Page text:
Woolas to make final attempt to save his political career

 Supporters raised £30,000 fund for legal fight

12th November 2010: Booted out of Parliament and Labour Party, former Immigration Minister Phil Woolas has yet another chance to save his political career.

Woolas will make final effort to save his political career next week – after supporters raised £30,000 in 24 hours for his legal fighting fund.

If the former immigration minister’s application is thrown out, it will end Woolas’s career.  But if accepted, he will need to raise about £200,000 to bring a full judicial review.

The development is significant as Woolas was last Friday stripped of his seat and barred from elected office for three years, in the first ruling of its kind for 99 years. He faces the prospect of a criminal inquiry.

He was turned out by the Labour Party last week, after two High Court judges ruled that he had spread lies about his Liberal Democrat opponent and enthused up racial tensions as he fought to save his seat at the General Election.

He had won from Elwyn Watkins by only 103 votes to hang on to his Oldham East and Saddle worth seat.

The shamed former minister had issued leaflets falsely claiming that Liberal Democrat election opponent Elwyn Watkins was pandering to violent Muslim extremists.

Woolas  would need to raise £50,000 to convince the High Court that he had the means to fight a judicial review and was expected to have a hearing next week. The by-election in his former seat had been delayed after a surprise move by Speaker John Bercow.

Some of the legal experts believe the election law concerned does not give Woolas any right to appeal. But the High Court agreed to hear an unparalleled application for a judicial review of the election court’s decision. It will begin on Tuesday.

After last week’s ruling Labour said it would not fund an appeal by Woolas. But friends, including Labour MPs, launched a fighting fund, which has already raised more than £30,000.

Meanwhile, Commons Speaker John Bercow issued a ‘clarification’ to say that the political parties could call a by-election in Woolas’s former constituency, even though legal action was continuing. His conduct further divided Labour MPs.

Harriet Harman came under attack for saying Phil Woolas would not be readmitted into the labour party. Many got upset at  Deputy Leader Harriet Harman for ruling that there was no way back for him in Labour politics even if he won an unlikely appeal.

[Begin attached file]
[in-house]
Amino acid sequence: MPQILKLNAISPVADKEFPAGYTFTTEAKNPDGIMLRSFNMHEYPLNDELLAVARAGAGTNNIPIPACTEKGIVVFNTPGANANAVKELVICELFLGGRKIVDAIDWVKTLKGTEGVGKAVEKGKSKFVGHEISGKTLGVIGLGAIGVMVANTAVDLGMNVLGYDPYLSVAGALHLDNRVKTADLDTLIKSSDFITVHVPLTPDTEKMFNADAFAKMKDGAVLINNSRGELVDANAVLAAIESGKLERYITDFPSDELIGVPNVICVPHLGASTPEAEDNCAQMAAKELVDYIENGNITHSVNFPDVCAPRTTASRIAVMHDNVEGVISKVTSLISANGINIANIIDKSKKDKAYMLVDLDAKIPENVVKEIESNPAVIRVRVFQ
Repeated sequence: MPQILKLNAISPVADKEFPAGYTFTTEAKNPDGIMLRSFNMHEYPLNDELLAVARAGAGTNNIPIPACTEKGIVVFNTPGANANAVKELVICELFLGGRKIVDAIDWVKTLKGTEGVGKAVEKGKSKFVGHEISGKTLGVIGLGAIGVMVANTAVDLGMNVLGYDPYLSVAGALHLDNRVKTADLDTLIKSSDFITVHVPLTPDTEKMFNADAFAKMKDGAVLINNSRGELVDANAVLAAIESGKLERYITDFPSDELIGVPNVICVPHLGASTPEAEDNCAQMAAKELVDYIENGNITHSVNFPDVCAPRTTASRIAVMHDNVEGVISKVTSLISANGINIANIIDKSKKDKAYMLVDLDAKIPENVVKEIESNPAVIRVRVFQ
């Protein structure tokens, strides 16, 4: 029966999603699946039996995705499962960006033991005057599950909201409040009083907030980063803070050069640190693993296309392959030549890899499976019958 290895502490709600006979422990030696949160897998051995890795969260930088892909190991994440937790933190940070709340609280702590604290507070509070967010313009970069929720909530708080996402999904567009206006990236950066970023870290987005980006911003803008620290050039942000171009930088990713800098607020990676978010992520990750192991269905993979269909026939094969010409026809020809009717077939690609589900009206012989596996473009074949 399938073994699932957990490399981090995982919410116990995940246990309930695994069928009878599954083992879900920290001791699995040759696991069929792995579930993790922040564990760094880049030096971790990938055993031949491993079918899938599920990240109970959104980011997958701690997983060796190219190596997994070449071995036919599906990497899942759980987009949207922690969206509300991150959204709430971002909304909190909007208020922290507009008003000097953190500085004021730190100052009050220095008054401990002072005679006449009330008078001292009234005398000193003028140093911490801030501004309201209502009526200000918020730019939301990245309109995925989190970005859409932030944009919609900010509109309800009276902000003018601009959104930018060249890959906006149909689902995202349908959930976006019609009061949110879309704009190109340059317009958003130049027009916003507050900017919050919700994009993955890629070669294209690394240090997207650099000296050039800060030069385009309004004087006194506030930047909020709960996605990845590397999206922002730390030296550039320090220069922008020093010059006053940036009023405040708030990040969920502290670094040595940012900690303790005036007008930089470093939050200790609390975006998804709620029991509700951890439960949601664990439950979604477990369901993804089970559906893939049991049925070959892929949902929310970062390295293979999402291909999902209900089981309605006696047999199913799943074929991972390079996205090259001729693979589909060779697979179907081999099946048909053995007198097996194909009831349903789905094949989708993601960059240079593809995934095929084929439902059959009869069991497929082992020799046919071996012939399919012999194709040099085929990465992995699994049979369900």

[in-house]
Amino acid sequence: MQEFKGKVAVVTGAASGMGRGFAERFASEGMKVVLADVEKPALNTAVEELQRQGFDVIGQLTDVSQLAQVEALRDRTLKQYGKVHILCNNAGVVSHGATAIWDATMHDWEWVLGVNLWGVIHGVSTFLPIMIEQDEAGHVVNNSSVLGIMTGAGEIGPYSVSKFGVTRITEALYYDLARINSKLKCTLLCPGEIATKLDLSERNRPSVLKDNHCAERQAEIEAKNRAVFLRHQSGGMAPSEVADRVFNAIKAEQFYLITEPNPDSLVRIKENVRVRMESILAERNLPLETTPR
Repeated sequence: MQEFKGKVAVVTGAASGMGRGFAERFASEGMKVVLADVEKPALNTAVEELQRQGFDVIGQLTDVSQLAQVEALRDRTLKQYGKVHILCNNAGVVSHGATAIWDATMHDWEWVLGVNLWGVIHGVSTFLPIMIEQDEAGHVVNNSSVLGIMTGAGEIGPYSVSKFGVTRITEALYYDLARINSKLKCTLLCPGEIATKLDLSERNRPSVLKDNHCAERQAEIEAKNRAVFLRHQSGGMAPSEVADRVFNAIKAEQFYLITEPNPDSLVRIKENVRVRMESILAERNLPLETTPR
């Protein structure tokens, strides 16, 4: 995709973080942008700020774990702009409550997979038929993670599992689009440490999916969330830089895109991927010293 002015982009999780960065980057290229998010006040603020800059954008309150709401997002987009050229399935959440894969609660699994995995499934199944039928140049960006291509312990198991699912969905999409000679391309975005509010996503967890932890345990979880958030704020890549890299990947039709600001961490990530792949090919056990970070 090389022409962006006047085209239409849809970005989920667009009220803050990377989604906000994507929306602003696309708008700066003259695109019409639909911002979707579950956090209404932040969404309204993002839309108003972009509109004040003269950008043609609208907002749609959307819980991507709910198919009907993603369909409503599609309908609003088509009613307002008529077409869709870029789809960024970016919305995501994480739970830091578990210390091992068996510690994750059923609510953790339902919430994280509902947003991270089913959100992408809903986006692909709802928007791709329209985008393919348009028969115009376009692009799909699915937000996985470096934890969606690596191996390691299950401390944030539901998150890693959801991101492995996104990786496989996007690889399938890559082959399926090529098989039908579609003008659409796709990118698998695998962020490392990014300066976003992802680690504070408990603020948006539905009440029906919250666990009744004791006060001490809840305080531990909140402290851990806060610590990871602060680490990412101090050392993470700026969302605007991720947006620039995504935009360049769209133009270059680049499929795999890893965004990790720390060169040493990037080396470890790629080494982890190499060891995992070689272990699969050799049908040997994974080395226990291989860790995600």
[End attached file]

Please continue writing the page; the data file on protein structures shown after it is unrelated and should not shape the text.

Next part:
While some others got concerned about the image of Labour, rallying for a man who had been kicked out of Parliament for spreading lies.

Labour MPs queued up to defend Woolas and attack Miss Harman. Backbencher Graham Stringer said fellow Labour MPs were ‘unanimously’ of the view that the comments made about Woolas went too far.

Fellow MP Michael Connarty ­confirmed that he asked Miss Harman to examine her conscience in a stormy meeting of the Parliamentary Labour Party held on Monday.

On the other hand former leadership contender Diane Abbott said that Woolas was not a martyr and had certainly enjoyed due process. Writing on the Guardian website she said that the loyalty of Phil Woolas’s friends does them credit. But they need to try and see this how the public does.

Harman was also challenged at a meeting of the shadow cabinet yesterday, at which at least one shadow minister told her she was ‘wrong’ to say Woolas could never be readmitted to the party.

Meanwhile, Former minister George Howarth was approached by several MPs to organise a whip-round to help fund Woolas’s bid for a judicial review. He said one MP had offered him £1,500.

Shadow Transport Minister Jim Fitzpatrick said that most of them would respond to requests for help from mates. But Michael Fallon, Deputy Chairman of the Conservative Party, said that the Labour Party’s defence of an MP, who had brought disgrace to politics, was extraordinary.

He added it depicted how out of touch they were that their party meetings were dominated by internal squabbling, not sorting out the mess they created. Left-wing Labour MP Paul Flynn also questioned the wisdom of ­rallying round an MP whose false claims were a disgrace.


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